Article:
Spencer Strasmore (Dwayne Johnson) is a retired football superstar who is trying to reinvent himself as a financial manager for current players in sun-soaked Miami. His inner circle includes Ricky (John David Washington, former pro-football player), a talented but volatile wide receiver who seeks to balance his off-field antics with his passion for the game; Charles (Omar Miller), a reluctantly retired lineman who's finding it hard to adjust to civilian life; and Vernon (Donovan Carter), a player with a rookie contract, whose promise never to forget "where he came from" brings scores of hangers-on into his life, and lands him in big financial trouble. Though they're pros when it comes to playing the game, each one has a harder time navigating life off the field.
Other series regulars include Troy Garity, Rob Corddry, London Brown and Jazmyn Simon. Ballers was created by Stephen Levinson (Boardwalk Empire, Entourage); executive produced by Stephen Levinson, Mark Wahlberg, Dwayne Johnson, Dany Garcia, Peter Berg, Evan Reilly, Rob Weiss, Julian Farino, Denis Biggs; and co-executive produced by Hiram Garcia.
‘Ballers’ desperately wants to be HBO’s next ‘Entourage,’ even though ‘How to Make it in America’ already tried that and failed miserably. ‘Ballers’ might have a better shot though. It’s got the star power and charisma of Dwayne Johnson packed into a half-hour HBO comedy slot. It’s a show about adolescent dudes who have too much money and not enough brains. So, you know, it’s got the whole ‘Entourage’ formula nailed down.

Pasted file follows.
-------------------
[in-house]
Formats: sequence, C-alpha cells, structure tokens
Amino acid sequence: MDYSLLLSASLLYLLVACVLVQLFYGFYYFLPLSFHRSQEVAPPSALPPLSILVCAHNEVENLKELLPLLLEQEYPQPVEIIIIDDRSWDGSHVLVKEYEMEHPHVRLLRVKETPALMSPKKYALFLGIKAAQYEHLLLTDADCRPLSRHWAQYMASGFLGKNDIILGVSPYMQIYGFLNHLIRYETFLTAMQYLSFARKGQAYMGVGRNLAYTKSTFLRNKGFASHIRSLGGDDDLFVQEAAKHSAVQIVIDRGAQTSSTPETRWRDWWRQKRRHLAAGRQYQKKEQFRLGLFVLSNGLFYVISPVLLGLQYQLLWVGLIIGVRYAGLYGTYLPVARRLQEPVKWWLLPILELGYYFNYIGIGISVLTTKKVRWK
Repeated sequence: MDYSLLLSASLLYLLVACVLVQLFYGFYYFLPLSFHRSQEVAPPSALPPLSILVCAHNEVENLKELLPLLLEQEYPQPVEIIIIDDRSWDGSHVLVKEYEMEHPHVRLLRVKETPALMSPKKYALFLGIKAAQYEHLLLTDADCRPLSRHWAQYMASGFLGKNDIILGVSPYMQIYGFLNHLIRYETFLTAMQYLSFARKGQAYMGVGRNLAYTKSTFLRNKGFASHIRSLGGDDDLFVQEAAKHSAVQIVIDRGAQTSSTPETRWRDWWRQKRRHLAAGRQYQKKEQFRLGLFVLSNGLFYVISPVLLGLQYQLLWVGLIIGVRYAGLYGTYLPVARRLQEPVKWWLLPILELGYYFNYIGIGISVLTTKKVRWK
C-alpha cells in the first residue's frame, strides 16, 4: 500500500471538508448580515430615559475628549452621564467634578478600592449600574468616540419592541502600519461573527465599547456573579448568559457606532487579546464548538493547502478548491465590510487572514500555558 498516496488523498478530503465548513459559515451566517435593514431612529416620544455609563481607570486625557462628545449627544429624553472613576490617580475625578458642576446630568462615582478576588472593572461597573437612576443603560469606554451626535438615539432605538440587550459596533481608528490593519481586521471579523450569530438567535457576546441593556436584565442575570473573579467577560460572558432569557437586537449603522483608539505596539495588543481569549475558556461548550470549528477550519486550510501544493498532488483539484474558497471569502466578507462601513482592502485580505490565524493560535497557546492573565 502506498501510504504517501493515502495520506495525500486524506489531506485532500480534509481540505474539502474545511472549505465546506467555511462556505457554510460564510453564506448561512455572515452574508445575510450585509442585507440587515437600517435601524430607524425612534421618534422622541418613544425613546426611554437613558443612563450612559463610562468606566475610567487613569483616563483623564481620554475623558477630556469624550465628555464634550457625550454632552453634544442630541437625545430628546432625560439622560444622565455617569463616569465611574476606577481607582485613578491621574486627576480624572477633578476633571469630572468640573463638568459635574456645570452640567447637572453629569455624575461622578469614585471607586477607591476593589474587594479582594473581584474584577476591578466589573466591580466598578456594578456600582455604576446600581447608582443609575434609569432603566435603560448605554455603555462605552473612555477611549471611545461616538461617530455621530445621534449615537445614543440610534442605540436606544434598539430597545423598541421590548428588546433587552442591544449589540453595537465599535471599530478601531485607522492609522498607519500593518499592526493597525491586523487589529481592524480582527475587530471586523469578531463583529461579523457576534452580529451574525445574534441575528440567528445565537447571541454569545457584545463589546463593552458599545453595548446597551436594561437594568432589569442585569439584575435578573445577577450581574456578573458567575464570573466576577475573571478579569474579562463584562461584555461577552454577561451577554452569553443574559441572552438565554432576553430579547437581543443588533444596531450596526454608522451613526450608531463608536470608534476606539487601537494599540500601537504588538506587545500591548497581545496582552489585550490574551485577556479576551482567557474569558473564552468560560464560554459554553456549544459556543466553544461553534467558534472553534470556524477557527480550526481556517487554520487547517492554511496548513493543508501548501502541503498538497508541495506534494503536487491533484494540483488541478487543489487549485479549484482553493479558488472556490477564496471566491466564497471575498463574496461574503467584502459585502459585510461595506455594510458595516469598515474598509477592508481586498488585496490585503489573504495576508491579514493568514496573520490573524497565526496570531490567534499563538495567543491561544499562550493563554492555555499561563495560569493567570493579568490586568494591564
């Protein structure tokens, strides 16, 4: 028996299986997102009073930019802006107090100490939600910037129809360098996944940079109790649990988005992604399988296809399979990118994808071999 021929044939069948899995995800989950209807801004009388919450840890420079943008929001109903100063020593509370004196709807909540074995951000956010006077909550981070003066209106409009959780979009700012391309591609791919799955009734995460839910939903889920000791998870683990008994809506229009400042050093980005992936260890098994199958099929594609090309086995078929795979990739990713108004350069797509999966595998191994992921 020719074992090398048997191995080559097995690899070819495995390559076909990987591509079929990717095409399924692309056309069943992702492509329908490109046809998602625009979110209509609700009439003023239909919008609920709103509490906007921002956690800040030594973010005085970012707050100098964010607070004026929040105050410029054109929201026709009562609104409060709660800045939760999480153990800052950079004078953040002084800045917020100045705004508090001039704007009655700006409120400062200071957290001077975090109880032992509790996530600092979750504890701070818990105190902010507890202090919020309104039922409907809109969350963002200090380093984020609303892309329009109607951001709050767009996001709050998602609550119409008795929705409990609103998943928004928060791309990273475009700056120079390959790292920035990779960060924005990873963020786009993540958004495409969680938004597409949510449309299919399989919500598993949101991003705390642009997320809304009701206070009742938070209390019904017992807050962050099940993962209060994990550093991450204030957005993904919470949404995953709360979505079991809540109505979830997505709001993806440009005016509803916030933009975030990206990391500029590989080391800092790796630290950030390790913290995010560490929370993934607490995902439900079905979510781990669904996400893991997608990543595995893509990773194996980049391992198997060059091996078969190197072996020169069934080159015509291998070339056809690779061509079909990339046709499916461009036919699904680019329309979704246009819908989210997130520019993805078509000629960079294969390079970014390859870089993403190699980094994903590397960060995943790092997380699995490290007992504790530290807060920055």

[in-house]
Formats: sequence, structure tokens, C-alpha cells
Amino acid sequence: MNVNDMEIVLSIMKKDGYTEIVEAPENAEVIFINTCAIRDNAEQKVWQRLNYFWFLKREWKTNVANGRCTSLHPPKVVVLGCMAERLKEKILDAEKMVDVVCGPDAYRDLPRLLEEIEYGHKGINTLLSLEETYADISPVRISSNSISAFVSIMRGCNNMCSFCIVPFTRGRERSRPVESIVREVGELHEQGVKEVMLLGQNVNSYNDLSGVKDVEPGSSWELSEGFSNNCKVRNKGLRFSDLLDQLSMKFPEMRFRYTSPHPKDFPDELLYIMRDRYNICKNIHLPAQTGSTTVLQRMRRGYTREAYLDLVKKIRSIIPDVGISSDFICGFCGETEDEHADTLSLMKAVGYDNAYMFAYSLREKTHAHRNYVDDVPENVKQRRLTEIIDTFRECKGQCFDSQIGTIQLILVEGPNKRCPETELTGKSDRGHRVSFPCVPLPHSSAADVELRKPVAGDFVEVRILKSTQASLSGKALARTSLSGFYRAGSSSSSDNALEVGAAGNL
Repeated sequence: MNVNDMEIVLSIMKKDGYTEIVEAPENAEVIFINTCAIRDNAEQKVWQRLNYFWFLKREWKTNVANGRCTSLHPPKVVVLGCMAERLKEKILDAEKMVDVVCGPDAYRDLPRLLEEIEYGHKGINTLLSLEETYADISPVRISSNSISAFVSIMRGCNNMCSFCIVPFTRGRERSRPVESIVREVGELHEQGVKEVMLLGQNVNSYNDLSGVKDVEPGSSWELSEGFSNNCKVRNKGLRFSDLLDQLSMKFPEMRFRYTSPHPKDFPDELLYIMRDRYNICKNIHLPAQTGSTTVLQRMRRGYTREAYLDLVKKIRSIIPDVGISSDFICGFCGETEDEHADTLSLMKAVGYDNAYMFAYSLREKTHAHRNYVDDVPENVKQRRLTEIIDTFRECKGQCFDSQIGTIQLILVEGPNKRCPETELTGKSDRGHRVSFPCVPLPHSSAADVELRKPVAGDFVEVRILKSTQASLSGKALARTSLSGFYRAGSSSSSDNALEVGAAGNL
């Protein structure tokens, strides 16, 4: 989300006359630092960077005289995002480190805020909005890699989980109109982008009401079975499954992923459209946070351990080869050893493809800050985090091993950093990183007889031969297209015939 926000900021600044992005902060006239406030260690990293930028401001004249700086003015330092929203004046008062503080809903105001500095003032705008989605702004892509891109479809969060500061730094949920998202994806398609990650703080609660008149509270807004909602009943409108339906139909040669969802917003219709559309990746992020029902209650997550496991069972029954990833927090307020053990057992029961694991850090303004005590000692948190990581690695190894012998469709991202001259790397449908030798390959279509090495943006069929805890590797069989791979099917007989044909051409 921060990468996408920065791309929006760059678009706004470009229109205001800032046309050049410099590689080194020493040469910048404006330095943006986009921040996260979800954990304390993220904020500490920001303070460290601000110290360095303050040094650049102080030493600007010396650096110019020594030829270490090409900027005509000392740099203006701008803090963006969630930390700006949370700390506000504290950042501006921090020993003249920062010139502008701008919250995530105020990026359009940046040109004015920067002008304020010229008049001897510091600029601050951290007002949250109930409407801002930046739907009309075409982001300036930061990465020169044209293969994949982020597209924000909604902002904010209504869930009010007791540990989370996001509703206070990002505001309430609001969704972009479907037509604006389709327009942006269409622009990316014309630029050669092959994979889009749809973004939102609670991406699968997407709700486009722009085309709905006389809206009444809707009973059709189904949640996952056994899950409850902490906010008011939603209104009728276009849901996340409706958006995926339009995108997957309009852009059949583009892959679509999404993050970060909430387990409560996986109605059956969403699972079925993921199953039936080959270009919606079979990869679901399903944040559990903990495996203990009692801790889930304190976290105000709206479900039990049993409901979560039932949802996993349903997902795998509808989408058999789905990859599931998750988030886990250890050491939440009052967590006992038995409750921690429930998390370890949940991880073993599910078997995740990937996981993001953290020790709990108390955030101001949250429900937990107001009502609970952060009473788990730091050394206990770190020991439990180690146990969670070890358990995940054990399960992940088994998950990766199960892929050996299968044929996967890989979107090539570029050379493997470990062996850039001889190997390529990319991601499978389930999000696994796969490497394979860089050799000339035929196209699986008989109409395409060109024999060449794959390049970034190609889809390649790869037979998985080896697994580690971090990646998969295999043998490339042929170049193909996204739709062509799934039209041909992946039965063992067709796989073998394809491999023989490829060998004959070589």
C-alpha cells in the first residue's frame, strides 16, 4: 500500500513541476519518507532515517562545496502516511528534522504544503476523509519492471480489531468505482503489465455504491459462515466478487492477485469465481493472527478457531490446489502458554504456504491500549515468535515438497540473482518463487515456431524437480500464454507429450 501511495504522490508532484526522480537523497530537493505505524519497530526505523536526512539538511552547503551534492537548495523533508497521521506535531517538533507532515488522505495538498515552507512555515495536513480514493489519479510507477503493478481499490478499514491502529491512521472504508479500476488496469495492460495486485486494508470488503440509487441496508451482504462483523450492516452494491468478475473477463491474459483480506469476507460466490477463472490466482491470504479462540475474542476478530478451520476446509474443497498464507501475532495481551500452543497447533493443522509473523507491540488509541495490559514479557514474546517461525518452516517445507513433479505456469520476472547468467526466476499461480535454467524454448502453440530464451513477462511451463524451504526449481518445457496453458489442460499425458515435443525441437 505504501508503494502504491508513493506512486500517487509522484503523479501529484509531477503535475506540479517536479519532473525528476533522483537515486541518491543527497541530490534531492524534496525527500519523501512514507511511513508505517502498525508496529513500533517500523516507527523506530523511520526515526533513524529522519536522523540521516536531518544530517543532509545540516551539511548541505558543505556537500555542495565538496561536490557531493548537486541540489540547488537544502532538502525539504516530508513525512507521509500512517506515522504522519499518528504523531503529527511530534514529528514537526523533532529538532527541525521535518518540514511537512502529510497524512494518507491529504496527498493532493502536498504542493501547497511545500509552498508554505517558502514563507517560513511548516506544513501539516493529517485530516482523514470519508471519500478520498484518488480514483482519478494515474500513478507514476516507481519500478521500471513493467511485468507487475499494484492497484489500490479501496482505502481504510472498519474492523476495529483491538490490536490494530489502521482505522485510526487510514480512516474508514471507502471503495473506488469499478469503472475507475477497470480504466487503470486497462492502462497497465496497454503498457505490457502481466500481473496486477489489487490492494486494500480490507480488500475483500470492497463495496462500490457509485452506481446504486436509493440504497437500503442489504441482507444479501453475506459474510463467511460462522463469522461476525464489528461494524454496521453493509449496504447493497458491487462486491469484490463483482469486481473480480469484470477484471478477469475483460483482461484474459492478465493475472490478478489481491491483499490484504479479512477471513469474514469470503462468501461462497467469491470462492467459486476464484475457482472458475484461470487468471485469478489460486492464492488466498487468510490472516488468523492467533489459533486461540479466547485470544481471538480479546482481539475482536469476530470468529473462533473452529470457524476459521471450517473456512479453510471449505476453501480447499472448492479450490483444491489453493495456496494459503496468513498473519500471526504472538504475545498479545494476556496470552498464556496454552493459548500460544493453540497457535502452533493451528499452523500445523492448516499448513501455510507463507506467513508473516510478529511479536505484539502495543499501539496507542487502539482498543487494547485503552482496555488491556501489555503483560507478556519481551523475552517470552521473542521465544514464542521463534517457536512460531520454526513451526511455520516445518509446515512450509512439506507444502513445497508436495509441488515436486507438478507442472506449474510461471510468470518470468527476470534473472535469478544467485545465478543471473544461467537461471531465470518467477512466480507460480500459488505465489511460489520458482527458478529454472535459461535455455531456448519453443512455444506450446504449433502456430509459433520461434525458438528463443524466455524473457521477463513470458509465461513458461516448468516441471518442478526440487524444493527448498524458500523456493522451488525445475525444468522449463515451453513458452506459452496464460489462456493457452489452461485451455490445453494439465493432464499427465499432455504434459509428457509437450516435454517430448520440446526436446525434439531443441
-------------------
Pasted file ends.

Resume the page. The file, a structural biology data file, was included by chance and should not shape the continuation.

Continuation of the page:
‘Ballers’ stars Johnson as retired NFL player Spencer Strasmore. He enjoyed an illustrious career in the league and is now looking to reinvent himself into a player’s agent of sorts. Not the kind of agent that negotiates contracts with teams, but the kind of agent that manages player wealth, buys off blackmailers, babysits 20-somethings with too much money. He’s the guy players call when there’s nowhere else to turn. Because, as you might suspect, the fictional NFL players portrayed on the show can’t stop getting into trouble.
Ricky Jarret (John David Washington) is one such head case. A veteran who’s been passed around the league and is looking to clean up his image while playing for the Miami Dolphins. Only he’s not quite sure how to clean up something so dirty. Jarret owns a “playhouse,” which is essentially another mansion filled to the brim with topless women and dudes who smoke weed all day. See what I mean? ‘Entourage,’ right?
Rob Corddry as Spencer’s partner Joe is a nice fit for the cast. Corddry is the right kind of manic and he fits well next to the calm and cool demeanor that is the Rock. Joe frequently flies off the handle. He’s basically the Johnny Drama character. A character who is too wrapped up in himself to understand just how pitiful he really is. Corddry is perfect for the part.
The problem with ‘Ballers’ comes when every episode feels a tad too much like the last. This makes the show easy to binge watch, but it doesn’t provide a whole lot of conflict. Johnson does try to provide some dramatic acting to the otherwise ridiculous proceedings. There’s a subplot in which Spencer is scared that he may have contracted lasting brain damage while playing football. However, that conflict never feels all that encompassing. It’s a storyline that could possibly drive the show with an emotional undercurrent, but it’s left to waver and is then forgotten almost completely.